Social Media A huge focus for this redesign was to better integrate the site with social media. Here's what we did to optimize for our key three networks:
Facebook: If you're a developer, and you're not using Open Graph tags, you're missing out. By using Open Graph tags, we were able to turn our bland-looking links into this:
An added bonus: if you specify the OG tags for og:video and og:video-type, Facebook will embed the YouTube video in-line! Here's the code I used for that:
<meta property="og:video" content="http://www.youtube.com/v/<? echo $youtubeID; ?>?version=3&autohide=1" />
<meta property="og:video:type" content="application/x-shockwave-flash" />
If you're not simply sharing an article or some photos, Twitter's new Cards functionality is a bit more complex than simply adding OG tags. In order to make a functioning Player Card, Twitter wants you to build a page that gets embedded in an IFRAME. In a similar vein to what we're doing with Facebook, we're standing on the shoulders of giants and simply embedding YouTube's Player Card with our episode ID passed through:
<meta name="twitter:card" content="player" />
<meta name="twitter:site" content="@CTolleRun" />
<meta name="twitter:player" content="https://www.youtube.com/embed/ echo $youtubeID; ?>" />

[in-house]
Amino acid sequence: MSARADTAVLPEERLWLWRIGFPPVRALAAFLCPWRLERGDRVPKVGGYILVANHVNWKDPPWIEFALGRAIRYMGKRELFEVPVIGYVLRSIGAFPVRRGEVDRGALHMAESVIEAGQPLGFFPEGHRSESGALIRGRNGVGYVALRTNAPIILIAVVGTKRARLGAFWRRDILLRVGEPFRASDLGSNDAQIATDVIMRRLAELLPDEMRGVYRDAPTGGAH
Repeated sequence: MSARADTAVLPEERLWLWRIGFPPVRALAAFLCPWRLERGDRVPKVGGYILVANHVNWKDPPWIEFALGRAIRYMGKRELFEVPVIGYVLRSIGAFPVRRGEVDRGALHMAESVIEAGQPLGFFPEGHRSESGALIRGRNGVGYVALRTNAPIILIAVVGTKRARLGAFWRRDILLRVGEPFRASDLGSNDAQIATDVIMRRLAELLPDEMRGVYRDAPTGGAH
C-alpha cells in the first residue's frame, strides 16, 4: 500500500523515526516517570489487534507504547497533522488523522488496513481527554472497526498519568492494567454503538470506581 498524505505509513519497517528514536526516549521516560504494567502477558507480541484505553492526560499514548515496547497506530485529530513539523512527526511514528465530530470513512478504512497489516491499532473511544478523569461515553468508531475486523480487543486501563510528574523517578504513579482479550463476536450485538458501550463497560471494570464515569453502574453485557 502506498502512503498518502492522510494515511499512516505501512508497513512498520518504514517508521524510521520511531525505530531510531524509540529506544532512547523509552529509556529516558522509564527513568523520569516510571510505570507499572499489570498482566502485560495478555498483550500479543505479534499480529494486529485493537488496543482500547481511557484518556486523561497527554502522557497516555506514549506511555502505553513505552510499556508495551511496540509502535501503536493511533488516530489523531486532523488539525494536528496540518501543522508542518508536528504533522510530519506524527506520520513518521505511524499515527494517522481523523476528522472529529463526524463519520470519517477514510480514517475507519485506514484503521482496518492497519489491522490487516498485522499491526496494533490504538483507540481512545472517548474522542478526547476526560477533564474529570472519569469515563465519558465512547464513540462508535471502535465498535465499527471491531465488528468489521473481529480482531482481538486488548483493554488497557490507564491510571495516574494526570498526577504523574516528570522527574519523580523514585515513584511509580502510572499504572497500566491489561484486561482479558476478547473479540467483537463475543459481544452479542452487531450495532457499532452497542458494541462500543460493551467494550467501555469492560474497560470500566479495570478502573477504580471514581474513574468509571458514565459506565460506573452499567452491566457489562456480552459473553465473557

<meta name="twitter:player:width" content="640" />
<meta name="twitter:player:height" content="360" />
And out comes this:
Note that the Twitter Card API requires the use of
twitter:image and so forth. Thankfully, if you're already using
og:image and so forth, you don't need to re-include them.
Pinterest: Unfortunately, Pinterest doesn't have a public-facing API yet. Essentially, all we can do is include a "Pin It" button for each episode. We'd really like to get a bigger presence on Pinterest, however, because it seems like a good portion of our target audience is there. Here's hoping for that API soon!
If we get a huge demand to add another service to our site, or if Facebook loses a million followers, we'll go there. We're not dummies, but we're also not in the business of predicting which services will be the best. Facebook, Twitter and Pinterest seem to be our best options today. We'll adapt as time goes on.
More Robust RSS Feeds Our RSS feeds (video and audio) aren't the most popular way to get our episodes[2. I believe (as of a few weeks ago) we have a combined total of 120 subscribers to these feeds, which is in the ballpark to how many people reach our page through our e-mail newsletters.], but it's my personal favorite, so I made an effort to optimize this experience as well. Each item in the feed includes the linked list as well as the episode's sponsors. We also include the file size and run time of each episode, which means the fancy podcast clients will be able to show that information without any big-city processing on their end.
MailChimp We converted our mailing list over to the incomparable MailChimp. It's everything you could possibly want in a mailing list provider, but for free. My only gripe with them thus far is that the templates aren't 100% customizable, but it's just about the only fault I can find with them. Seriously, if you do mailing lists, you should be doing them through MailChimp.
Front Page Slide Show